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We are building a 30m2 timberframe single storey annex and want to minimise our use of concrete. We want to include a wet underfloor heating system. For the flooring we are thinking the layers would be: compacted ballast compacted sand PIR insulation board UFH pipes screed wooden flooring Thinking that we don't need a concrete slab for stability because if it shifts a little and the screed cracks the wooden flooring will cover over those defects. The question is how to constrain the flooring? Can you use blocks without foundations, but supported by earth on the external side, to create the footprint of the building and then compact and build up the flooring within the fooprint? The timberframe structure can be supported by ground screws. All the examples of using ground screws that I've seen have the building suspended slightly above the ground - is that essential? Can you position the ground screws so that the base of the timber frame sits ontop of the footprint blocks but the weight is supported by the ground screws? Is there a better way to combine a single storey timberframe build with a solid floor whilst still using minimal concrete?
Hello self-builders. The more and more I think about what I would like in a home the more and more building it myself seems to make sense. I used to want one of the old Victorian or Edwardian properties but then I realised that the maintenance and cost of heating those properties would be ridiculous. Now I would like something very modern and most importantly eco. The more electricity and heating I can produce myself the better. I have ruled out the cookie-cutter new builds as whilst they do have a lower EPC than my granite tenement flat I think we can do better. I'm very much at the start of this journey so I'm looking forward to scouring this forum for ideas. I have seen a few plots of land in the right areas that come with planning permission although I don't know if I want to build exactly what there is planning permission for. I also need to decide if I want to remain in North East Scotland or return to the Central Belt but first I need to research and save those pennies.
Hello all, I stumbled on this forum as part of a search for information about SunAmp batteries. I’ve spent a bit of time reading other threads on the topic and this seems to be a friendly and helpful piece of the internet. I’m on a quest to reduce the CO2 generated by the 3-bed 1960s semi (approx 98 sq m) where I live with my partner (no kids). We’ve insulated the upstairs, added some loft insulation, upgraded the double glazing and last year, we installed 5700W of solar panels and a Tesla Powerwall 2. I’d estimate we generate around 5000kWh a year from the panels, and export around 3000kWh of that. We’ve got our grid electricity usage down to about 500kWh per year. The biggest element of this being our electric shower (the Powerwall can only ever supply 5kW of the 10kW load). Gas is used for heating and hot water via a 15 year old Worcester combi-boiler - which I’m guessing is nearing end of life. Our gas usage is fairly low, but I’m looking to reduce that next, from the current 5000kWh per year (more when we have a cold winter). I'm not planning on replacing the gas boiler, meaning we'd be 100% reliant on electricity for heating and hot water. We’re on a deemed solar export tariff, and I’m looking to use as much of the energy generated as possible. I’ve also recently begun the switch to Octopus energy to take advantage of their Agile tariff, so it might be possible to shift much of our current gas energy usage over to electricity - but what would be best for us? GSHP not an option here (small garden) ASHP may be, but I’m conscious of the effort and cost of installing Underfloor heating. Air to Air an option? Right now I’m thinking a SunAmp for the hot water, or could the Uniq 12 supply our heating and hot water? Maybe we could supplement that with and a couple of electric radiators in the lounge and bedroom to keep us warm on demand? I’m not sure if that would be what we need especially if we have a long cold winter like last year (I’m on the South Coast of England). I would be grateful for any thoughts from anyone who has done similar or knows more than I do about these things. With thanks, David.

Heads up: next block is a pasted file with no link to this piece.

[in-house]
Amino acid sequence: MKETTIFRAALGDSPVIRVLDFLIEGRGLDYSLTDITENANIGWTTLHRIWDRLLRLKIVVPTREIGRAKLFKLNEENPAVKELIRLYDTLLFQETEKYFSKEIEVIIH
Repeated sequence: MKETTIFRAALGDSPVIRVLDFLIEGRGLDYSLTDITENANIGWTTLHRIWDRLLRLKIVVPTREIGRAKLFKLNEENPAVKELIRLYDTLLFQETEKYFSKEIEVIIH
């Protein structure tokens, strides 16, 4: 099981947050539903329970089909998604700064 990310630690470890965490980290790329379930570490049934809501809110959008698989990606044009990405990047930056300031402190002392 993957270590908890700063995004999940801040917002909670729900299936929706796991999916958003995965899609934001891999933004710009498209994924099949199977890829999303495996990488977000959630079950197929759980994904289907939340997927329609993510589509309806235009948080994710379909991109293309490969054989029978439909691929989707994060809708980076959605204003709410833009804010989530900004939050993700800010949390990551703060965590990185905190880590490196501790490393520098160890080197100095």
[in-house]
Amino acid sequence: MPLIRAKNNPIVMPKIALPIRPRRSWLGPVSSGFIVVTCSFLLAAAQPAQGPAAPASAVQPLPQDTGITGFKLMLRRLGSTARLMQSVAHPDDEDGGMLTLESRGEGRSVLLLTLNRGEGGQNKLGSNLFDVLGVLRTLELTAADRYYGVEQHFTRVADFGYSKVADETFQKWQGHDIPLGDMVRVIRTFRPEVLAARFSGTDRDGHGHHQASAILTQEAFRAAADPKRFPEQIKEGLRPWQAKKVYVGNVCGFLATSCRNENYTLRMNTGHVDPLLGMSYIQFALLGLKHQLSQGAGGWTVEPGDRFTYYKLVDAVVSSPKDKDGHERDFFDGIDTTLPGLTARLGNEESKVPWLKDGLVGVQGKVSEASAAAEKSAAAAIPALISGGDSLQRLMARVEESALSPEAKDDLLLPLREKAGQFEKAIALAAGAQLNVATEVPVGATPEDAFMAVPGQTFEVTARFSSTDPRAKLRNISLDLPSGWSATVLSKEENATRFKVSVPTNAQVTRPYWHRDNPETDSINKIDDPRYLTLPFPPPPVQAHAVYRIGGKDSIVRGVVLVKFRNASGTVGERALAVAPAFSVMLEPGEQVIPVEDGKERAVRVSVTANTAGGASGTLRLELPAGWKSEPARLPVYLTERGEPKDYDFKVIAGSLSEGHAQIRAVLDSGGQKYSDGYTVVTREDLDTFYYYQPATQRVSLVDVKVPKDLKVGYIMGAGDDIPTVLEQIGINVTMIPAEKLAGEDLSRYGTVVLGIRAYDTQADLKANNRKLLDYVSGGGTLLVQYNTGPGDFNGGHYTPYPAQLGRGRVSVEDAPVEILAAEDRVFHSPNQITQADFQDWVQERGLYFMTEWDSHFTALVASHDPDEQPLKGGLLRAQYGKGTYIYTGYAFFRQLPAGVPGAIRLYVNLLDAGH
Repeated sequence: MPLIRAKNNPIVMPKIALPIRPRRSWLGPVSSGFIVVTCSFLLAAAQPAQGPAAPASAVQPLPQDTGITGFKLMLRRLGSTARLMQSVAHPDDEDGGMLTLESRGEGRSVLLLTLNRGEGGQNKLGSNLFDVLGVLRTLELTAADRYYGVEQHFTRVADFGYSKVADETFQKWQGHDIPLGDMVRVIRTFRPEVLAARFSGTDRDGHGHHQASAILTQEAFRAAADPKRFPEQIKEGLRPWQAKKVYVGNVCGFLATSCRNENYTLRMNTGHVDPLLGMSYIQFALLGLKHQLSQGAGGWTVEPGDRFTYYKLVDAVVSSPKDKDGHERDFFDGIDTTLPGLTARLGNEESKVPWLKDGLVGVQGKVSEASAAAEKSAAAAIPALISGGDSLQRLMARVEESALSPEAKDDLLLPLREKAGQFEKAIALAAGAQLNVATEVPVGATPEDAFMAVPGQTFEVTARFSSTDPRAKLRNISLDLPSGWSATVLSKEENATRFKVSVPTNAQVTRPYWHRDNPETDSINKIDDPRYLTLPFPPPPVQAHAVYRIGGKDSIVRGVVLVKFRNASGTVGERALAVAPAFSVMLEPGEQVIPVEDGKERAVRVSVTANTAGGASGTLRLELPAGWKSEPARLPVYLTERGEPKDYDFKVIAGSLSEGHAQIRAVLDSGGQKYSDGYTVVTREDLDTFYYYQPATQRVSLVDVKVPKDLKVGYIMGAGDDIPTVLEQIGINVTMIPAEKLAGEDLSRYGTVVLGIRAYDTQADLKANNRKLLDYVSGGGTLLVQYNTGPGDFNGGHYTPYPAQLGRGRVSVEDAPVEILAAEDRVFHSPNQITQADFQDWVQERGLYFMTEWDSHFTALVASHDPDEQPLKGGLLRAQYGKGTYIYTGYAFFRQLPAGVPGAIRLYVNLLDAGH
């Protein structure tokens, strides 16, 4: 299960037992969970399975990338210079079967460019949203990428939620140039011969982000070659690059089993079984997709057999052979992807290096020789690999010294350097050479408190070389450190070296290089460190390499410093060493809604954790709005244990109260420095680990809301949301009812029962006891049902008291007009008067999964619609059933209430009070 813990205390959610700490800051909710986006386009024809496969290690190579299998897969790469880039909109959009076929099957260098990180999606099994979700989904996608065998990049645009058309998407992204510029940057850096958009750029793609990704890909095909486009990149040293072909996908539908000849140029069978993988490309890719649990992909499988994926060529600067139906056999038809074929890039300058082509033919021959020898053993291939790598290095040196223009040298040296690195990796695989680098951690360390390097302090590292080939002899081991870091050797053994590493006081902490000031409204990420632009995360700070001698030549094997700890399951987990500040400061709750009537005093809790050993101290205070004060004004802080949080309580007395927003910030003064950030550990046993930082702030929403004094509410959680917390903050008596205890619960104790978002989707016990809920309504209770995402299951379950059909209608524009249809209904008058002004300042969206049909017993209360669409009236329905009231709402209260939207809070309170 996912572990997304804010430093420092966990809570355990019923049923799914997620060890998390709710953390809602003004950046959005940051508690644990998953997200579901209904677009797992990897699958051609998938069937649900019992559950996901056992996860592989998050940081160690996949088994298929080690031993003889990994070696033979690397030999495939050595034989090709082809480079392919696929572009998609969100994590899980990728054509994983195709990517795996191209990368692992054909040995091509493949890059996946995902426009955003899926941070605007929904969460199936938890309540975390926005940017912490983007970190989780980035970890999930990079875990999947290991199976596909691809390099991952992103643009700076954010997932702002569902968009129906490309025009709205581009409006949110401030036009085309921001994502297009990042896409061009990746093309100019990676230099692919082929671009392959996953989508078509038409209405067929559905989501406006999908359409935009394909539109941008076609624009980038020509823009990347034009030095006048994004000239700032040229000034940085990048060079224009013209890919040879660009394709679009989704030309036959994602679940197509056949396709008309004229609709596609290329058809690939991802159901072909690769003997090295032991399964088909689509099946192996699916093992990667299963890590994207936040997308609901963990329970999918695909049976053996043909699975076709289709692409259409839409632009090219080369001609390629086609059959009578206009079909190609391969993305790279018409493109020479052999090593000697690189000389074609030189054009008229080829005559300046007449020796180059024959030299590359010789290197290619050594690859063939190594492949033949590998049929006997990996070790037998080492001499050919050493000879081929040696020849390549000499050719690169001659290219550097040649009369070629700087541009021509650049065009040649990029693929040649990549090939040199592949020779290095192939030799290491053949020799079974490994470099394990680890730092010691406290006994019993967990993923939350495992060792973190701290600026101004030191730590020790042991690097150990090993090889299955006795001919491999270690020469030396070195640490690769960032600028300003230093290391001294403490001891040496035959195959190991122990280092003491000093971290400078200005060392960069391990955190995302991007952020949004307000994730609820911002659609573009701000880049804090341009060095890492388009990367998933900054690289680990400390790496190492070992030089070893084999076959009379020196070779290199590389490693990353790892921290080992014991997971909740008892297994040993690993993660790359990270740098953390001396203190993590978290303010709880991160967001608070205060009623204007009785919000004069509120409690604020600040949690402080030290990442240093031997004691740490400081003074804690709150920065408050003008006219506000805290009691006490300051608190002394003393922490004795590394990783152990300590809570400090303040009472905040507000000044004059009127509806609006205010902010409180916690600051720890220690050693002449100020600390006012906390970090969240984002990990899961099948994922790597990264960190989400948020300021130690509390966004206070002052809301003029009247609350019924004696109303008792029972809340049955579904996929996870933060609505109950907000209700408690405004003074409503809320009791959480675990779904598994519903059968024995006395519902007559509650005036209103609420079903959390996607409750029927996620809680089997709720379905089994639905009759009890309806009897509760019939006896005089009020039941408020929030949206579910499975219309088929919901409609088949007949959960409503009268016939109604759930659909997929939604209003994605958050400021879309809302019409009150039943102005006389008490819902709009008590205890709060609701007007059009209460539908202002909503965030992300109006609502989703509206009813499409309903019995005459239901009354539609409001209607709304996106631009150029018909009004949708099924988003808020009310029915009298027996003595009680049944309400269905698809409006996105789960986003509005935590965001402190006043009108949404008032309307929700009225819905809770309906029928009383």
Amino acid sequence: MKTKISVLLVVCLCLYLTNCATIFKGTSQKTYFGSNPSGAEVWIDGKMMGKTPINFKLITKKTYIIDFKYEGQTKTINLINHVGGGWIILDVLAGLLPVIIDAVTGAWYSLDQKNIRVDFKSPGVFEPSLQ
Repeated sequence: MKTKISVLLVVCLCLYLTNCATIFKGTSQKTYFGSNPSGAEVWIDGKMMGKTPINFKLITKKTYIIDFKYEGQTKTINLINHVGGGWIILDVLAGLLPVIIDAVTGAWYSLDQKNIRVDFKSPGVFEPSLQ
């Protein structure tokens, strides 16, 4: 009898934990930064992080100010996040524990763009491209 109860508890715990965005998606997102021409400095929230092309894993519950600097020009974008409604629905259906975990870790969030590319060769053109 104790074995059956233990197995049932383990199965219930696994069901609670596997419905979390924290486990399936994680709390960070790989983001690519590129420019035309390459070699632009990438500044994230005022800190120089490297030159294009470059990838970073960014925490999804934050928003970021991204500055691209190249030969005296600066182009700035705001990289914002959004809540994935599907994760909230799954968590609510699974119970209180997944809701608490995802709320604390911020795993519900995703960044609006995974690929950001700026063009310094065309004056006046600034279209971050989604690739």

Hello fellow self-builders! Having lived in the South East (nr Reading) for over 30 years in various cookie-cutter boxes of varying quality, after a 2 year hunt we have found a building plot on which we are going to build what we intend to be our "forever house". We are currently in the purchase of the land stage, so fingers are still crossed as we wait for all the legal and financial stuff to conclude, hopefully next month. The plot comes with OPP for an eco-designed house (architects were ARCO2 in Bodmin) which we intend to make minor tweaks to as we apply for DPP and Building Regs approval to proceed. Our intention is to perform as much of the labouring ourselves, both being practical minded, in order to be able to spend more on the materials. Personally, when younger, I helped my parents build a major extension to one property and renovate two others, I have renovated and rebuilt two classic cars, and undertaken re-wiring and re-plumbing in our current property - I'm reasonably confident in doing the work. On the Quality/Time/Cost triad, Time is the one that will be most variable :-) I'll probably be using these forums to seek input on the steps and order of tasks for project planning purposes (if anyone has a good starting template I would be very interested!), to discuss various material choices (e.g. raft v strip foundation, ICF v timber frame etc.), and delve into the variety of construction experience that exists here, so on the basis that there are no stupid questions ..... :-) Cheers Stuart